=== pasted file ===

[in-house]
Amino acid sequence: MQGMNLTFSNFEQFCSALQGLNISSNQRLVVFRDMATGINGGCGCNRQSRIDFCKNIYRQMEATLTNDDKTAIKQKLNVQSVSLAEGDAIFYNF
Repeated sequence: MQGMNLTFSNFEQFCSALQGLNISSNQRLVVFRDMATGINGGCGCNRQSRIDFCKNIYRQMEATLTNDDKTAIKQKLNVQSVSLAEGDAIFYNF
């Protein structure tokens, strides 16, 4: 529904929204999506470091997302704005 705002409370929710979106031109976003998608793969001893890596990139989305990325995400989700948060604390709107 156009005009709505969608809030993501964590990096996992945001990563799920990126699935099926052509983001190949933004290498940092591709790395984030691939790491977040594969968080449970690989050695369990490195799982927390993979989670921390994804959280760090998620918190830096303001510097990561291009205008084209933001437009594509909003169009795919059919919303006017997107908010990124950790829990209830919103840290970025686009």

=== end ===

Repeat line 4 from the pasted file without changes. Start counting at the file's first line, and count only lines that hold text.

């Protein structure tokens, strides 16, 4: 529904929204999506470091997302704005 705002409370929710979106031109976003998608793969001893890596990139989305990325995400989700948060604390709107 156009005009709505969608809030993501964590990096996992945001990563799920990126699935099926052509983001190949933004290498940092591709790395984030691939790491977040594969968080449970690989050695369990490195799982927390993979989670921390994804959280760090998620918190830096303001510097990561291009205008084209933001437009594509909003169009795919059919919303006017997107908010990124950790829990209830919103840290970025686009």